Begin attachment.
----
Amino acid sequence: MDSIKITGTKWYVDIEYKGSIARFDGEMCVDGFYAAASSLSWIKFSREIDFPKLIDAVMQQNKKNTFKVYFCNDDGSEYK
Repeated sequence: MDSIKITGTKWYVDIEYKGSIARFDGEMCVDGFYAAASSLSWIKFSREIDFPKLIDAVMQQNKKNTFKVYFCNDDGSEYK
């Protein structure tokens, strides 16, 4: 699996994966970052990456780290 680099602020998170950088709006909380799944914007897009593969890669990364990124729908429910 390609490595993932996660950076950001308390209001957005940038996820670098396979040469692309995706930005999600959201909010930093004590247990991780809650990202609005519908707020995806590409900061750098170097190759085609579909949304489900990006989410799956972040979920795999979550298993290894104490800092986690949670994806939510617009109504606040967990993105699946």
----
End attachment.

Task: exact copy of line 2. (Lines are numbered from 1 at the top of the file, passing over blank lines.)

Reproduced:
Repeated sequence: MDSIKITGTKWYVDIEYKGSIARFDGEMCVDGFYAAASSLSWIKFSREIDFPKLIDAVMQQNKKNTFKVYFCNDDGSEYK